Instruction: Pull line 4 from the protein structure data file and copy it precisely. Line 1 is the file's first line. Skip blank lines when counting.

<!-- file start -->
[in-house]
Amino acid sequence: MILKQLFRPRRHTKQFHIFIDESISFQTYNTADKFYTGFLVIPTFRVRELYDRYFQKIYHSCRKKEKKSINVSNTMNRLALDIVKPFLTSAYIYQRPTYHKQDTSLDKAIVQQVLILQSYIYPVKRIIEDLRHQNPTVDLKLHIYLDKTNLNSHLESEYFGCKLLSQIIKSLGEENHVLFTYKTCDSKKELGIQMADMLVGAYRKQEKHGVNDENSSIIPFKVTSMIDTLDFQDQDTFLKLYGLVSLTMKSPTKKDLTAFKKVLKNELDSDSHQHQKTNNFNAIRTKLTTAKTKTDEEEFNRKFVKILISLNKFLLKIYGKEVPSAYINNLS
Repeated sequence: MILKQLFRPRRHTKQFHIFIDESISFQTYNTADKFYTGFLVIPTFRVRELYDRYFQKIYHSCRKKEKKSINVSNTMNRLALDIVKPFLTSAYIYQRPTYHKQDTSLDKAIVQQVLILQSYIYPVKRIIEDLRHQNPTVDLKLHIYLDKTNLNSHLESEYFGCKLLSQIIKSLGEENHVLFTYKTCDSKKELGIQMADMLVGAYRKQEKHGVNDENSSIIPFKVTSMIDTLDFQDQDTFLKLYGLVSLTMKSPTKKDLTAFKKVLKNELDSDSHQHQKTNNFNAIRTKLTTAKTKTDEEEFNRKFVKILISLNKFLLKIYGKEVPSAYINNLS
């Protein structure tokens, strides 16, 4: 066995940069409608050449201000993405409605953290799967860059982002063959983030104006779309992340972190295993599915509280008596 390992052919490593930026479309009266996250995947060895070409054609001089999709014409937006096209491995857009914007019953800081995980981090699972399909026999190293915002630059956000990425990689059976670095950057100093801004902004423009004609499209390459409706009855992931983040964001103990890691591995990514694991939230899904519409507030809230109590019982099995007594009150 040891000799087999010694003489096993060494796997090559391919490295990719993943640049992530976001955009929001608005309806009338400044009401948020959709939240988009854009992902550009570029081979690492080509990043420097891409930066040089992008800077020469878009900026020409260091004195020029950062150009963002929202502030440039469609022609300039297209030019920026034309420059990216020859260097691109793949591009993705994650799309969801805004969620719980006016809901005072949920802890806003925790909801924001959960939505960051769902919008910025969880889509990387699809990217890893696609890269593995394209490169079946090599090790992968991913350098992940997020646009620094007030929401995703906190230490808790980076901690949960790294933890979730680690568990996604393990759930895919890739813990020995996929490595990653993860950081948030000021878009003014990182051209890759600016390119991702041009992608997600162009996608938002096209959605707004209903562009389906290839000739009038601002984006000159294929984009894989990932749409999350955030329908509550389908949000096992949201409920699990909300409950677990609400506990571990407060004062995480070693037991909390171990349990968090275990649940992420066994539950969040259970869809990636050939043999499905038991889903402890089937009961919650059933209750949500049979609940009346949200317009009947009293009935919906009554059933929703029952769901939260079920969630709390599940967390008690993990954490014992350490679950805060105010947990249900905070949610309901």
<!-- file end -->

């Protein structure tokens, strides 16, 4: 066995940069409608050449201000993405409605953290799967860059982002063959983030104006779309992340972190295993599915509280008596 390992052919490593930026479309009266996250995947060895070409054609001089999709014409937006096209491995857009914007019953800081995980981090699972399909026999190293915002630059956000990425990689059976670095950057100093801004902004423009004609499209390459409706009855992931983040964001103990890691591995990514694991939230899904519409507030809230109590019982099995007594009150 040891000799087999010694003489096993060494796997090559391919490295990719993943640049992530976001955009929001608005309806009338400044009401948020959709939240988009854009992902550009570029081979690492080509990043420097891409930066040089992008800077020469878009900026020409260091004195020029950062150009963002929202502030440039469609022609300039297209030019920026034309420059990216020859260097691109793949591009993705994650799309969801805004969620719980006016809901005072949920802890806003925790909801924001959960939505960051769902919008910025969880889509990387699809990217890893696609890269593995394209490169079946090599090790992968991913350098992940997020646009620094007030929401995703906190230490808790980076901690949960790294933890979730680690568990996604393990759930895919890739813990020995996929490595990653993860950081948030000021878009003014990182051209890759600016390119991702041009992608997600162009996608938002096209959605707004209903562009389906290839000739009038601002984006000159294929984009894989990932749409999350955030329908509550389908949000096992949201409920699990909300409950677990609400506990571990407060004062995480070693037991909390171990349990968090275990649940992420066994539950969040259970869809990636050939043999499905038991889903402890089937009961919650059933209750949500049979609940009346949200317009009947009293009935919906009554059933929703029952769901939260079920969630709390599940967390008690993990954490014992350490679950805060105010947990249900905070949610309901």